What is Probate - FAQs Australian Law
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Our Contested Probate Solicitors Only Deal With Litigation For A Disputed Will.
This section contains frequently asked questions and a glossary of terms. Numerous question such as 'what is probate' are clearly answered in plain English without any legal jargon. The answer to the question 'what is Probate' is reduced to just a few words that fully explain the concept. We attempt to simplify the whole process of wills and probate.
What is a Will?
A Will is a written document that specifies who you want to receive your possessions after you die. Because it is such powerful a document, the law sets forth very strict requirements for what constitutes a valid Will. You can change your Will at any time and as many times as you want.
Why do I need a Will?
A Will ensures that your assets are distributed according to your wishes. Without a Will, the laws of intestacy are applied, and the outcome may not be what you wanted. Wills are not just for people with large estates. Everyone, no matter the value of their possessions, needs a Will to ensure that their belongings end up in the right hands. A valid Will also makes things easier for the ones you leave behind.
When should I make my Will?
As soon as possible. Every adult, regardless of their age or their amount of possessions, should have a Will. Life is full of unexpected events. Having a Will gives you peace of mind knowing that your wishes will be honored should the worst happen.
Who can make a Will?
Anyone can make a Will. Whilst there is no legal requirement that you write a Will, it is in your best interest, and the interests of your loved ones, to do so. Without a Will, there is no guarantee that your possessions Will be distributed the way you want them to be. By writing a Will, you ensure that your loved ones are provided for. Once you pass away, your Will is all that is left to speak to your intentions.
Can I choose the Executor?
Yes. The executor is the person who is responsible for managing your estate and distributing your possessions according to the instructions you set out in your Will. You can choose your executor by naming them in your Will. If you do not write a Will, or if you do not name an Executor in your will, an Administrator will be appointed to perform those duties.
What happens if I die without a Will?
A person who dies without a Will is said to have died intestate. If you die intestate, the laws of intestacy are applied to determine who will inherit from your estate and what the size of their inheritance will be. An administrator will be appointed to distribute your assets according to the laws of intestacy. If you do not have any relatives who qualify under these laws, the State may be able to claim your assets.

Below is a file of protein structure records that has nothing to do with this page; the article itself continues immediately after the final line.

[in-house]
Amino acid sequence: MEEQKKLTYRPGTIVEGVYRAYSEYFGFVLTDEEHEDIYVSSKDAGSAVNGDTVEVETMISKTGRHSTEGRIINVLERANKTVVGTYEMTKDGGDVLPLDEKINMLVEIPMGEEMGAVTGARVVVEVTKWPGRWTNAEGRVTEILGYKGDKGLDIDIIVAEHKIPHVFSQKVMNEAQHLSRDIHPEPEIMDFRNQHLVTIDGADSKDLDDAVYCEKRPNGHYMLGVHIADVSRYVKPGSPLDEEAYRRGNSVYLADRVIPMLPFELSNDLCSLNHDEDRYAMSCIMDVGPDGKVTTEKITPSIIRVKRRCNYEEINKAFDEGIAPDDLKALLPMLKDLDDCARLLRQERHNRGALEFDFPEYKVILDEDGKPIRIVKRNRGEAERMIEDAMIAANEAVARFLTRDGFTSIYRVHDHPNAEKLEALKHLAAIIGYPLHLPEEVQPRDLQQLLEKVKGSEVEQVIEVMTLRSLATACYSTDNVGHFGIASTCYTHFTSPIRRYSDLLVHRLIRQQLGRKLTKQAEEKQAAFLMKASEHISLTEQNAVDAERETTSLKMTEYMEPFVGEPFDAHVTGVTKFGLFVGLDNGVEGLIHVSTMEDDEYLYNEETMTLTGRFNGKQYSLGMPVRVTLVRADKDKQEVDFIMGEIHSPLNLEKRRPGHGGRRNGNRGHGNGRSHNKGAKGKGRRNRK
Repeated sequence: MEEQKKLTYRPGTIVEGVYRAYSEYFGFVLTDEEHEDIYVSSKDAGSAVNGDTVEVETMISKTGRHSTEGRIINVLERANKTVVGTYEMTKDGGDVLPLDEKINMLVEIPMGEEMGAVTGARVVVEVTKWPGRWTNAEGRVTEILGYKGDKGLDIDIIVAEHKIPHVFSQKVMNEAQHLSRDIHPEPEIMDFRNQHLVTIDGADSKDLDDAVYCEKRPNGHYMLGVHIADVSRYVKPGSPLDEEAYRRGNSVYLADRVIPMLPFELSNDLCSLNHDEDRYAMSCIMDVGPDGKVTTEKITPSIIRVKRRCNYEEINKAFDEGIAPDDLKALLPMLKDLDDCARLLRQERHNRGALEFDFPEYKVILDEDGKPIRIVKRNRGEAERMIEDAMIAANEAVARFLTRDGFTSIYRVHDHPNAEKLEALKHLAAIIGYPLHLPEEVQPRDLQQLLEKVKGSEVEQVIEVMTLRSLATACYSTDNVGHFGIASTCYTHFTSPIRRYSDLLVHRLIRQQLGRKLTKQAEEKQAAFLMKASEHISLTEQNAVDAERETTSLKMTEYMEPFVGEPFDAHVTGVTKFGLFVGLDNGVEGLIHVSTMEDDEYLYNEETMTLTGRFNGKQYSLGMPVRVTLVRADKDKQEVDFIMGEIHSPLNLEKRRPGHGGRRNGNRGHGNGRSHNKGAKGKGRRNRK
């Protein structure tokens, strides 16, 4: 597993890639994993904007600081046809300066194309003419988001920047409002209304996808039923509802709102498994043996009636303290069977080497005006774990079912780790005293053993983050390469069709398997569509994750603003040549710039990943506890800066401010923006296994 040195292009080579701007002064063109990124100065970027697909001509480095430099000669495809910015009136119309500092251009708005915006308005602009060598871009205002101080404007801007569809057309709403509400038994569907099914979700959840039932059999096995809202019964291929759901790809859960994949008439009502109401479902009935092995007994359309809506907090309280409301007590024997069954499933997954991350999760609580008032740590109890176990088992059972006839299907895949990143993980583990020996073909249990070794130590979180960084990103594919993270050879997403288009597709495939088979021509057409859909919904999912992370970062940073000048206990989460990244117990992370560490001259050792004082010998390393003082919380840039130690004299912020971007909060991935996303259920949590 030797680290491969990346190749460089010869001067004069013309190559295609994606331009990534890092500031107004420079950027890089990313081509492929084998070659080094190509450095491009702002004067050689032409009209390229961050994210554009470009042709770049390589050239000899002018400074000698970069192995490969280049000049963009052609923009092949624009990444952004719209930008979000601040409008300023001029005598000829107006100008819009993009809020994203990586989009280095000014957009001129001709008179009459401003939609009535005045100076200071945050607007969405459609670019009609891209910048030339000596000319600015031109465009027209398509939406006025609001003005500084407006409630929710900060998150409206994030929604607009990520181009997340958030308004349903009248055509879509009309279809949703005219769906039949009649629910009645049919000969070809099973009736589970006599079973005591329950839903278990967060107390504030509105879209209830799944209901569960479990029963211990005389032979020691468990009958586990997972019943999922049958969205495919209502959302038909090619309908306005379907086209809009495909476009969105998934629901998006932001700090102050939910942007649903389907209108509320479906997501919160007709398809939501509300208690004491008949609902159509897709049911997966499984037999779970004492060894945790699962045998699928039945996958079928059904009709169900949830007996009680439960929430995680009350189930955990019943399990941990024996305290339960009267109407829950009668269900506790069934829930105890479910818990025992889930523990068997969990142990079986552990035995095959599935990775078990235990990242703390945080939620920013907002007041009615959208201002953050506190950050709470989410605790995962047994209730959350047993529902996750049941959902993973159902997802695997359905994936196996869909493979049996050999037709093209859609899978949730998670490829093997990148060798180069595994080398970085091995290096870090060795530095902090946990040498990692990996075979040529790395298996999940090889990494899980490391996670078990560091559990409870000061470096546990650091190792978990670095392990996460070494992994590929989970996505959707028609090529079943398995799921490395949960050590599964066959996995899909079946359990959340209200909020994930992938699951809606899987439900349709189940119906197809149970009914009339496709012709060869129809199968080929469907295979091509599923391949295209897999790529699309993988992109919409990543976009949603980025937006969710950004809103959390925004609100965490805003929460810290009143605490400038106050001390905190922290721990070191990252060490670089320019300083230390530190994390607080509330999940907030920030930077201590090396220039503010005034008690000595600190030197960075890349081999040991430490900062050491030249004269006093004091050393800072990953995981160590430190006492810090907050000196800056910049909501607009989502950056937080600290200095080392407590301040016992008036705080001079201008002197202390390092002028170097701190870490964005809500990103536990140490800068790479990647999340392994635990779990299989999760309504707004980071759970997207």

What is Probate?
Probate is the legal process of confirming that a will is valid. Following a determination by the authorities that the will is enforcable, a grant of probate is issued to confirm that the executor has legal authority to deal with the assets of the estate in accordance with the wishes of the deceased. If you want more information about 'what is probate' just click here for a detailed explanation.
What is Probate - Glossary
The person appointed by the court to manage your estate if you die without a Will. A person, usually a close friend or family member, applies to the Probate Registry for this position.
A person who receives something from the deceased's estate.
An amendment to a Will. Rather than write an entirely new Will, the testator can alter the will through a valid codicil.
Crown or Treasury or State
A general reference to the government. If you die intestate, or if your will is found invalid for any reason, there is a chance that the government can claim all or some of your assets.
The value of all your possessions (minus any outstanding debts and liabilities) at the time of your death.
The person or persons you appoint in your Will to manage your estate. Executor is used for males, executrix for females. Naming an executor in your Will makes the probate process much easier for your loved ones.
Instructions you provide indicating the type of funeral and burial you prefer.
A tax that is imposed on the deceased's estate if the value of the estate exceeds the current threshold. A solicitor can help you minimise the tax burden on your estate, ensuring that as much of your estate as possible goes to your beneficiaries.
The term used to describe the situation of a person dying without a Will.
A gift made to a person in the deceased's Will. Legacies include money, real property, personal property, periodic payments and, in some cases, gifts.
What is Probate? This is the legal process of determining whether a will is valid and enforceable.
The person making the Will; testator is used when the person is male, testatrix when female.
A legal entity into which assets are placed for the benefit of a third party (beneficiary). The trust is overseen by a trustee who is given instructions as to when and how the assets should be distributed to the beneficiary.
A person who signs the testator's Will in accordance with requirements set forth by the law. In order to be valid, a Will must be signed by two witnesses who observed the testator signing the Will. Those who are receiving something in your Will should not serve as witnesses or their gift will be void.
Our Litigation Lawyers Only Deal With Contested Probate And Disputed Wills
HELPLINE: ☎ 1800 455 886